There's a large bird circling over the muddy Fraser River far below. It's taken us an hour to get to this point: a gear-grinding 4WD expedi- tion crawling up the switchbacks of the High Bar Road to this dizzying lookout at Cougar Point. The roadsides are lined with dry scrub ““ fragrant sage, prickly pear and, in some spots, stunted fir, their roots hanging on for dear life. In some places, the edge of the road just drops away. I scan the ravines for the rusty carcasses of pickups; signs of joy rides gone bad. Nothing. In fact, there is a lot of nothing here. And it is beautiful.

Norm Dove, the guy behind the wheel and the owner of the isolated Echo Valley Ranch, took early retirement from a successful cor- porate life in Vancouver for this remoteness.

“The rancher we bought our land from went through the entire Nixon impeachment with- out knowing anything about it,” says Norm. “That's how disconnected he was out here.”

Norm and his wife Nan built the expansive log lodge at Echo Valley as a getaway for friends and family, but before long they were adding cabins, a spacious Thai-inspired spa (a nod to Nan's heritage), barns for two dozen horses and several spring-fed ponds. Home became a luxury ranch destination.

There's little to shatter the silence at Echo Valley. Several trout-stocked ponds were cre- ated for the Zen of fly-fishing. Or just to sit beside the water, think and quiet the mind. There's a spider web of seven different hiking trails that go from the flats of the lush marsh- lands to the heart-pounding, bare rock heights of Mount Bowman. “There will always be a dog with you,” laughs Norm. And he's right ““ a platoon of the ranch's eight border collies fall in step whenever a guest starts down a trail. “It's their herding instinct. They want to try to keep the group together.”

Even the very Canadian log buildings embrace the concept of “sabai sabai,” a way of life in Thailand where everything is in harmony, at peace and exactly as it should be. Mornings begin with Thai stretching classes ““ an hour-long routine of gentle, slow move- ments through 15 yoga-like poses. Classes are held in the Bann Thai, a large building that fuses ““ if you can imagine this ““ the features of a northern fishing lodge with swooping Thai rooflines, ringed by ornamental wood-carvings.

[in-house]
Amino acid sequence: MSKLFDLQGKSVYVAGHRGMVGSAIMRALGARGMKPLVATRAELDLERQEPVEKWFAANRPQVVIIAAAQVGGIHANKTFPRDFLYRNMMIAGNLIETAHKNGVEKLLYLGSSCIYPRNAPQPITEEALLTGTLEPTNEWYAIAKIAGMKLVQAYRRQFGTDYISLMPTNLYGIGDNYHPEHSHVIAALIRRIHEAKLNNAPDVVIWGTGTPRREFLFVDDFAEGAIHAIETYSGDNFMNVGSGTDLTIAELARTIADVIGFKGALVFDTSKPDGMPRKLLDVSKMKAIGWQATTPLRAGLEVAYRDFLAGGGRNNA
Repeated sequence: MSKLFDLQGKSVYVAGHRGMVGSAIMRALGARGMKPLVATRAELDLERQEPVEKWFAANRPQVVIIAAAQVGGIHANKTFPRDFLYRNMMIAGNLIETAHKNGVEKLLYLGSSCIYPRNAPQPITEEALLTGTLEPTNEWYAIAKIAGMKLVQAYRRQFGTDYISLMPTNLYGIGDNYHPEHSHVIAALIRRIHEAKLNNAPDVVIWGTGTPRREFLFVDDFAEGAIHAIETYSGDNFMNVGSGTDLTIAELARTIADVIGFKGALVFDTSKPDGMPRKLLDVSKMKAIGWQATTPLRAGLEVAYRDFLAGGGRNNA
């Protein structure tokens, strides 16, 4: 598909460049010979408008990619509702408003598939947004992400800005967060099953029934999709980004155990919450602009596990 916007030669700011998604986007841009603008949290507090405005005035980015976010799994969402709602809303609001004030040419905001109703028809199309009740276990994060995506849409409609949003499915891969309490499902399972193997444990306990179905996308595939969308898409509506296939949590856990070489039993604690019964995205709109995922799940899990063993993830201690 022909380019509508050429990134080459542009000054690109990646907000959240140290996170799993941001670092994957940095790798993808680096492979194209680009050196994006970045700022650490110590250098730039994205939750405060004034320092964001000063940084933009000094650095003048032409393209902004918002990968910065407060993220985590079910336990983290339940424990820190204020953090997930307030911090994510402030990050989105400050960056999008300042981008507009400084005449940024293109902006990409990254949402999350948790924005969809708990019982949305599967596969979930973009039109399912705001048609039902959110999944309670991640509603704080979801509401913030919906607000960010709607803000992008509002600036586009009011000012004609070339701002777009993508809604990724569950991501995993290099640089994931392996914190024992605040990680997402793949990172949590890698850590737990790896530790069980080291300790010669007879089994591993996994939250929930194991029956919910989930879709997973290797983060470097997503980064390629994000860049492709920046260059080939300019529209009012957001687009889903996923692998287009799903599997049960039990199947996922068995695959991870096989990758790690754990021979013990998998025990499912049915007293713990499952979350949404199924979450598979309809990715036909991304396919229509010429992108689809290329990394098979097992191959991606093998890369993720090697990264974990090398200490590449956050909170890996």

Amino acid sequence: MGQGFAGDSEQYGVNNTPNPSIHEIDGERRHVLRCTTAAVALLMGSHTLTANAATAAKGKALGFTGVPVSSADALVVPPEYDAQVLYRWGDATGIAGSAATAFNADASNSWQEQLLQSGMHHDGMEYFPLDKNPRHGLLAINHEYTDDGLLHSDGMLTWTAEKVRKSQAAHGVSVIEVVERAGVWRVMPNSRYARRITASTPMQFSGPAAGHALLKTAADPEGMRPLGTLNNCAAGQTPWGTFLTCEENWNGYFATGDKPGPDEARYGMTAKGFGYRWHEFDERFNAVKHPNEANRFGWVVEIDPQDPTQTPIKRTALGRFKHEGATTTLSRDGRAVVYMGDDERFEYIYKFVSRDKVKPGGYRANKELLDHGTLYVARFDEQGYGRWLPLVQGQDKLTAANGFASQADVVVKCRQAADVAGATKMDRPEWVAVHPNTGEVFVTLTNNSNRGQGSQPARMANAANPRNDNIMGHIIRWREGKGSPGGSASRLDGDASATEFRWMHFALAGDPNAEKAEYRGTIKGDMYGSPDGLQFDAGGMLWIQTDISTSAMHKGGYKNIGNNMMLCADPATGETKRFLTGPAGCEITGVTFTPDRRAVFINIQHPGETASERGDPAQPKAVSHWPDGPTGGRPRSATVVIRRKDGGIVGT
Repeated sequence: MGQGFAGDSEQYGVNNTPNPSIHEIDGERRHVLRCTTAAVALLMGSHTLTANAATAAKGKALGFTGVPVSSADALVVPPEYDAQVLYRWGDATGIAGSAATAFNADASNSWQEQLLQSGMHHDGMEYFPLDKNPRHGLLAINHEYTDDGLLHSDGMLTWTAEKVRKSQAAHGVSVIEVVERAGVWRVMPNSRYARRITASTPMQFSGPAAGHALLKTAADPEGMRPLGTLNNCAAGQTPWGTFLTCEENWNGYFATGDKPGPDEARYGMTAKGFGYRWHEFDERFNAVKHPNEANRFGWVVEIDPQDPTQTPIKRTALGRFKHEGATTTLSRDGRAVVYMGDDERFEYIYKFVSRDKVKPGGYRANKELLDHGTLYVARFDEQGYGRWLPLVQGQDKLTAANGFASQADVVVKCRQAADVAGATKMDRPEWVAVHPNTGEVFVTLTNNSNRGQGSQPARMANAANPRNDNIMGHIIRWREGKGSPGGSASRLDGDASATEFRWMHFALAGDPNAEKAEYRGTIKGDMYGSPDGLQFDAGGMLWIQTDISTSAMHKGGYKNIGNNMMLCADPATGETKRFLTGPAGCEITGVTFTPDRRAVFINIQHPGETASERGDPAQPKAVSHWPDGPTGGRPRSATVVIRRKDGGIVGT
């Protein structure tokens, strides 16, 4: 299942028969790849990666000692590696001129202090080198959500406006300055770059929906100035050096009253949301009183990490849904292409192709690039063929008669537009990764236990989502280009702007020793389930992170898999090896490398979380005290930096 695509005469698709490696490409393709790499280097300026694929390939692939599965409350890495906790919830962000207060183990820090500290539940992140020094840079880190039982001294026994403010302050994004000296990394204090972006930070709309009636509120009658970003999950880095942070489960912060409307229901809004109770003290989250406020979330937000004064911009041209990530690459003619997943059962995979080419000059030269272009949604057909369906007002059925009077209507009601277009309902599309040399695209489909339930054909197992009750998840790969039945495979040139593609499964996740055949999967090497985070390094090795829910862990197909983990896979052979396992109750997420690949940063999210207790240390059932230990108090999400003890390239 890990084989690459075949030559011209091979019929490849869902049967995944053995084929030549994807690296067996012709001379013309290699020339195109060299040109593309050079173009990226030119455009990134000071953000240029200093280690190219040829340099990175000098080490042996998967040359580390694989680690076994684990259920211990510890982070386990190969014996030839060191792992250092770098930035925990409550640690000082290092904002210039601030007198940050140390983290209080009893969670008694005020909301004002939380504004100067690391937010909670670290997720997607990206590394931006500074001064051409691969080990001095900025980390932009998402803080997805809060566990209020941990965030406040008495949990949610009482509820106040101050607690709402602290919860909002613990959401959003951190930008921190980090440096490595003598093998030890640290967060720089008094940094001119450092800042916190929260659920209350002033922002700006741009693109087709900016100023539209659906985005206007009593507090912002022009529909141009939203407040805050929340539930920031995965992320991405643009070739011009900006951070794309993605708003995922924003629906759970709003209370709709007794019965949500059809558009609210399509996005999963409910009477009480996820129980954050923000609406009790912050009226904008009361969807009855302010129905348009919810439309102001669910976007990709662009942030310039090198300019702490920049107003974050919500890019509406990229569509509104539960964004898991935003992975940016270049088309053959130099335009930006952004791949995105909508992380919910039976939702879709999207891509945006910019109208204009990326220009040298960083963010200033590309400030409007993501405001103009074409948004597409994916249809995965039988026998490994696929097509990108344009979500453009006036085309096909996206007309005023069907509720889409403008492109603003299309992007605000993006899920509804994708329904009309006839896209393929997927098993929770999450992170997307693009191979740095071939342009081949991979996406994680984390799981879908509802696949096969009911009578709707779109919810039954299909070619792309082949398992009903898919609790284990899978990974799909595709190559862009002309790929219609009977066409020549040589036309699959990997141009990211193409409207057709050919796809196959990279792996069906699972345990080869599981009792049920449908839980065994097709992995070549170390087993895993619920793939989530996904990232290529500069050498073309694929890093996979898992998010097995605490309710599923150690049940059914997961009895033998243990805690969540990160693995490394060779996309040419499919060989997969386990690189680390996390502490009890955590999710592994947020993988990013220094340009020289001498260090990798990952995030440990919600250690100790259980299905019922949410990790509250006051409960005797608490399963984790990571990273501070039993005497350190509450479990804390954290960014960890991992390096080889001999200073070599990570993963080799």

Stretching, I learn, is also a big part of tradi- tional Thai massage. In the ranch's Cariboo Spa I change into loose fitting cotton pyjamas and within a short time the therapist is using her forearms and feet to manipulate my limbs into various pretzel-like positions. Things are hap- pening to my arms and legs that I did not even know were possible. It feels good. I doze off.

That night, at a barbecue dinner served family-style around a long table, we discuss our plan to take a sightseeing flight over the four distinct ecosystems surrounding the ranch ““ desert, boreal forest, grasslands and fertile marshlands. On the map, Norm shows us the mountain ranges that were the result of tectonic collisions and the cuts in the landscape carved out by the mighty Fraser River. “We call this our Grand Canyon of the North,” he says.

At one time large, open range cattle opera- tions gobbled up enormous swaths of grass- lands. “Operations like the B.C. Cattle Company came into being to provide Gold Rush prospec- tors with food. At one time it was overgrazed, but things are better now. We're lucky to have such diversity here.”

And perhaps it's this diversity at Echo Valley and in the surrounding landscapes that brings that sense of sabai sabai to the entire spot. I toss a few items into my daypack and head out the door for one of the shorter hiking trails. I've barely stepped off the porch of my cabin and am immediately adopted by a border collie. Of course.

If you go
Air Canada ( and WestJet ( offer flights into Kamloops. From there it is a 2 3/4-hour drive to either ranch.

Cariboo Chilcotin Coast Tourism

Siwash Lake Ranch

Echo Valley Ranch & Spa